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Dr. Crystal A. Moore

With the year winding down and 2018 quickly approaching, many of us are reflecting on our goals and what we want to change in the new year. A great goal that we should all try to work on is to live a healthier life. For 2018, I want to challenge African-American men to educate themselves about prostate cancer and be proactive about this cancer affecting them at a much higher rate than other men.

Black men are 1.6 times more likely to get prostate cancer and more than twice as likely to die from the disease than white men. In fact, 1 in 6 African-American men will be diagnosed with prostate cancer in his lifetime, and it is the second leading cause of cancer deaths. With these statistics in mind, it is imperative for husbands, fathers, brothers, and sons to be aware of the risks of prostate cancer and be vigilant about getting screened.

In addition to race, there are several known risk factors for developing prostate cancer including:

  • Age: Advancing age is a factor, with approximately 60 percent of prostate cancer being diagnosed in men older than 65 years of age.
  • Family History: Family history plays a big role in prostate cancer diagnoses. Men with multiple affected relatives, brothers of men diagnosed with prostate cancer, and men with relatives diagnosed at a young age all have an increased risk of developing prostate cancer in their lifetime.
  • Genetics: Genetic mutations such as in the BRCA gene (usually associated with breast and ovarian cancer) and HNCPP (often associated with colorectal cancers) also increase the risk of developing prostate cancer.

The American Cancer Society recommends that Black men talk with their health care provider about getting screened at age 45. That age is reduced to 40 if you have two or more close relatives who had prostate cancer before the age of 65. And certainly, see your physician if you are experiencing any unusual issues with urination or there is blood in your urine or semen. Although these symptoms can result from other conditions, they should be evaluated by your physician for a proper diagnosis.

There are no early warning symptoms for prostate cancer. That’s why getting screened is so important. The prostate-specific antigen (PSA) test is a blood test used to screen for prostate cancer. Since other conditions can also increase PSA levels, depending on a person’s test results, additional testing, follow up, digital rectal exam (DRE), or biopsy may be suggested.

For men diagnosed with prostate cancer, there are several lifestyle choices that can help them live a healthier and happier life, such as:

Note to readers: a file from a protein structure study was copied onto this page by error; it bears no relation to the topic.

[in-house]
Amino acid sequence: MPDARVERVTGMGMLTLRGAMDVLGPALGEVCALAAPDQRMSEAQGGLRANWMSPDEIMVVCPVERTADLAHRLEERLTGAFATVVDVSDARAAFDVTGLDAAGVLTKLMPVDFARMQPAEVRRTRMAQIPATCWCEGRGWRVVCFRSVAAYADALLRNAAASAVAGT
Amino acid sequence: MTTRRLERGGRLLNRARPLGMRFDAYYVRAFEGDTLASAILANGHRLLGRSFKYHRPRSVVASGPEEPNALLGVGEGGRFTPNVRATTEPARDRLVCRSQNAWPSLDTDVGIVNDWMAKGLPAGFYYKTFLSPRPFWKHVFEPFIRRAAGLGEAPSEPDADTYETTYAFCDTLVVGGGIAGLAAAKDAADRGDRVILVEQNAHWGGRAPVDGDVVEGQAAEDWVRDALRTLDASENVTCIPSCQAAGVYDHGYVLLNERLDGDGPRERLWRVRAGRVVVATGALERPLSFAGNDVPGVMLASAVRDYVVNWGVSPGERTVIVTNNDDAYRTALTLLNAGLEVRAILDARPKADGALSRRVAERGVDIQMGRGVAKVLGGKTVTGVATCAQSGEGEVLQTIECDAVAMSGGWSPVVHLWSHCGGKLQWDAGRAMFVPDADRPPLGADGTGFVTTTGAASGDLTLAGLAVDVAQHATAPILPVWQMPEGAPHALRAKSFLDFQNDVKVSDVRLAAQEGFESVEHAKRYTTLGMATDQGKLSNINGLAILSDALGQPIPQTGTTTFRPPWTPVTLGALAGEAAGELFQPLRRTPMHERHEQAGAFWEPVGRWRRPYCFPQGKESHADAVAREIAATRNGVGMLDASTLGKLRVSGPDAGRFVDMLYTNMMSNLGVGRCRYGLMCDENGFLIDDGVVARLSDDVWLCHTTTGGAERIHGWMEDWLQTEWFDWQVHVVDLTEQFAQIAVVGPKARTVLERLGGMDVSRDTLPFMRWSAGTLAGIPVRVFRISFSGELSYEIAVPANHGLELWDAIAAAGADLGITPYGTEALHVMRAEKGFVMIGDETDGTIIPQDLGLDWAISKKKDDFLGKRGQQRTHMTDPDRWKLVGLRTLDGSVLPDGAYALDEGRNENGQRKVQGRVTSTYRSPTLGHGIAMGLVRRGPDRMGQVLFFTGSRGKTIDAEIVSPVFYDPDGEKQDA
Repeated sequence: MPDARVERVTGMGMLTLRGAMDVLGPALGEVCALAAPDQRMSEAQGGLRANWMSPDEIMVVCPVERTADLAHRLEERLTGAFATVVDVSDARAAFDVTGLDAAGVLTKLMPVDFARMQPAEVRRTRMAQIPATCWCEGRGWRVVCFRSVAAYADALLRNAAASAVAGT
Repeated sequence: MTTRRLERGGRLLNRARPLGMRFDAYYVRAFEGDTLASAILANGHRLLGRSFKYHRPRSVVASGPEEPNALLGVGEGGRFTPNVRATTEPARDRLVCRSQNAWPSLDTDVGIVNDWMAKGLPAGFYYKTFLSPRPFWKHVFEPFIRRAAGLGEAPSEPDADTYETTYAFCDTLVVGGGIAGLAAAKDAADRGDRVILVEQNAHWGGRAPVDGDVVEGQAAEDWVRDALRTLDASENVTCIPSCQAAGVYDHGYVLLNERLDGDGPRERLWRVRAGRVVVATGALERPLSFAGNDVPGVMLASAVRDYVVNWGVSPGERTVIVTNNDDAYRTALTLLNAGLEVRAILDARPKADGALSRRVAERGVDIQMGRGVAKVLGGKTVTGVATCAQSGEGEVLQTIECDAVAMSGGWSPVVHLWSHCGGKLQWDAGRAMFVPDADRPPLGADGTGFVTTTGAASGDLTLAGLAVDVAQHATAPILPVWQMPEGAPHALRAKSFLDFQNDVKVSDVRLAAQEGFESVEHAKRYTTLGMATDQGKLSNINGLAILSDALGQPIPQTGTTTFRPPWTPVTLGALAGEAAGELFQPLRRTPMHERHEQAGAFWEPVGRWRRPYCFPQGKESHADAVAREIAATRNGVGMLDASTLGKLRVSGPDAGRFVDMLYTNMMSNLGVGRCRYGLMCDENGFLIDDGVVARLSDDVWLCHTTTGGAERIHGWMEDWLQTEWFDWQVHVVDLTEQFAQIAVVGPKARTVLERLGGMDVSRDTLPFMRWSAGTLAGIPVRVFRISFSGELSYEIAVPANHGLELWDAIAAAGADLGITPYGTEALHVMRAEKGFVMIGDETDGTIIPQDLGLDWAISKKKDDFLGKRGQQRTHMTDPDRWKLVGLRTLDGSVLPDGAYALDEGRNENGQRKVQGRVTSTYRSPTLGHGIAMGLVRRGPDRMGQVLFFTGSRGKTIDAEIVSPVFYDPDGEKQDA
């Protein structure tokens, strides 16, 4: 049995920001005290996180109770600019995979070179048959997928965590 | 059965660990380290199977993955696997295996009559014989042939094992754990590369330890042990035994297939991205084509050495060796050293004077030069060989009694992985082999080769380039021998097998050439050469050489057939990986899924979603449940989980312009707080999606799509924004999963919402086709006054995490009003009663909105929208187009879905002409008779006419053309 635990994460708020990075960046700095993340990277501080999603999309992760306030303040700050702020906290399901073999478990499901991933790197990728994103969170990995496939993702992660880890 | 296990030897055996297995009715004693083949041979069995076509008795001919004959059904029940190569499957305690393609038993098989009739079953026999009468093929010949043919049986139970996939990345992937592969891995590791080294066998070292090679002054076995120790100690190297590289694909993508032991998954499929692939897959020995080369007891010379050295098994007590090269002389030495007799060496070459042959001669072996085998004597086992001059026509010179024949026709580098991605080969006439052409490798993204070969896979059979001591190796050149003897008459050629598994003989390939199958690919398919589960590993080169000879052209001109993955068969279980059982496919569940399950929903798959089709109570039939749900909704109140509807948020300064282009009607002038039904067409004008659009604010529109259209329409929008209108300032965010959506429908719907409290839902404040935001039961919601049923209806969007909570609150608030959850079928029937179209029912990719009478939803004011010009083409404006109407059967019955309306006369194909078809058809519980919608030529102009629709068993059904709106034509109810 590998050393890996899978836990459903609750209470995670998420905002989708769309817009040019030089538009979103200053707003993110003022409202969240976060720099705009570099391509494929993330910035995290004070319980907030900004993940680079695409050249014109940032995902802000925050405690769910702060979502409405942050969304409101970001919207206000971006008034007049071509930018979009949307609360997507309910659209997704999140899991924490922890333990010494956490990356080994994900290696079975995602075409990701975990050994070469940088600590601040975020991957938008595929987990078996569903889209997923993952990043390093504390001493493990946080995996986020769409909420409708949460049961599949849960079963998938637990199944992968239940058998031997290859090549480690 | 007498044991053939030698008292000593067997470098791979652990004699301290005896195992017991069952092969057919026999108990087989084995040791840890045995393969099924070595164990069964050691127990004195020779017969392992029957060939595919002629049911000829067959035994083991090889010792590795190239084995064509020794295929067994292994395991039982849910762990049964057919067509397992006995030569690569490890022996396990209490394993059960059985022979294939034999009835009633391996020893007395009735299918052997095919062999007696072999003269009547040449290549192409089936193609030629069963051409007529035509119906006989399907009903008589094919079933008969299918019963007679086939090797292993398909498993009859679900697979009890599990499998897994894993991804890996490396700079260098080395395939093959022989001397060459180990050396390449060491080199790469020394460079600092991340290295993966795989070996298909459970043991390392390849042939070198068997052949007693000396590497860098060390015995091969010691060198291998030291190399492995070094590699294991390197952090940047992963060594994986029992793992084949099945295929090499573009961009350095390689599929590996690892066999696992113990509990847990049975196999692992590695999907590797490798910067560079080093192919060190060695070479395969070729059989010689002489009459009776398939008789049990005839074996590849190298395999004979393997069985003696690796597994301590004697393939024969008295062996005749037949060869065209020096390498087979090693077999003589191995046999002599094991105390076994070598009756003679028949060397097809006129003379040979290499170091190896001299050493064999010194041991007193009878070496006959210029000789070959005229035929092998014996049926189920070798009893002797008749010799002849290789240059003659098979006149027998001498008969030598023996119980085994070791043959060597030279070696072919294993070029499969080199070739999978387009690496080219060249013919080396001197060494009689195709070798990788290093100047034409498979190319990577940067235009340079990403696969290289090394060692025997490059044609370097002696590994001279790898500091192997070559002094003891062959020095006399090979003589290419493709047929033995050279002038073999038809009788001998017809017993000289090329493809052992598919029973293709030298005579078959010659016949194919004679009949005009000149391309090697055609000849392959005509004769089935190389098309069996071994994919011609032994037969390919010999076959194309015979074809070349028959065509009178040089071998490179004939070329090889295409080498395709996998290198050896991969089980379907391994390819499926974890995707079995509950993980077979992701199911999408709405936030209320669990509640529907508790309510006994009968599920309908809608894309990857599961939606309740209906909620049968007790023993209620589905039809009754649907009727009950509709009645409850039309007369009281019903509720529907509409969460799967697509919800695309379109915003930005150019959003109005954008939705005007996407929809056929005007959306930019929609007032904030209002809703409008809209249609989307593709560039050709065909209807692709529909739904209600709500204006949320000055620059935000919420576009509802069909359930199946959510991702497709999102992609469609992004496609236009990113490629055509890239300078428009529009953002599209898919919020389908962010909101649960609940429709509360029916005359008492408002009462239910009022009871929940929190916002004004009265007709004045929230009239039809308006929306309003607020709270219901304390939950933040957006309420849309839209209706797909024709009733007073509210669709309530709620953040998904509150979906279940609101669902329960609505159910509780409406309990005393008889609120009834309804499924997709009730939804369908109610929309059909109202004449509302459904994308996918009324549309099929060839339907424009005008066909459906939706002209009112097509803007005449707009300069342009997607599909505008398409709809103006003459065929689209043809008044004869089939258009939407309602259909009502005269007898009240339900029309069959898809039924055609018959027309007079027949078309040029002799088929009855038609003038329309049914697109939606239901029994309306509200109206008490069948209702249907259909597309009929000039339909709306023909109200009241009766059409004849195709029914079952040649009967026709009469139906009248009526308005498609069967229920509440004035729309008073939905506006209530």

• Maintain a Healthy Weight: Being at a healthy weight helps improve virtually every health condition.
  • Follow a Nutritious Diet: A diet rich in fruits, vegetables, lean meats, and whole grains can assist with weight loss. Check with your physician about any over the counter supplements or herbal treatments you use to ensure they will not negatively impact your treatments.
  • Exercise: Increased physical activity improves both physical and emotional well-being during and after treatment for prostate cancer.
  • Quit Smoking: Smoking has no health benefits, so kicking the habit is another way to maintain a healthy lifestyle and improve your overall well-being.

As a pathologist, I diagnose prostate cancer on almost a daily basis. I look forward to the day when we close the morbidity and mortality gap for African-American men impacted by prostate cancer. So, as you begin to think about what your goals are for the new year, keep your health in mind. Let’s spread the word in our community so we can continue to grow and thrive together.

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You can follow Crystal Moore, MD, PhD, FCAP at, or on social media (@DrCrystalAMoore) for more health information and to receive a Prescription For Life (#RxForLife) to maximize your wellness in body, mind, soul, and spirit. Stay tuned for her soon to be released book, Fast Forward Through The Valley: A 40-Day Devotional to Victory.

Dr. Moore is a native of the Hampton Roads area of Virginia, where she resides with her two teenage sons.

Dr. Moore professed, even as a young child, that she wanted to be a physician. For her, medicine is not just a profession, but also a calling. Following that calling led her to pursue a dual doctorate, physician-scientist, MD/PhD degree at the Medical College of Virginia. Her Ph.D. was awarded in the Department of Biochemistry and Molecular Biophysics. She completed her residency training in Anatomic and Clinical Pathology at Duke University and is a board-certified Fellow of the College of American Pathologists.

As a sought after speaker, Dr. Moore delivers complex information in a highly understandable and remarkably humorous manner. She speaks to the total person and her message heals the body, mind, soul, and spirit. Dr. Moore believes and conveys that health is wealth-not to be taken for granted, but to be actively pursued. Accordingly, she guides individuals and audiences on a journey to wellness and abundant life.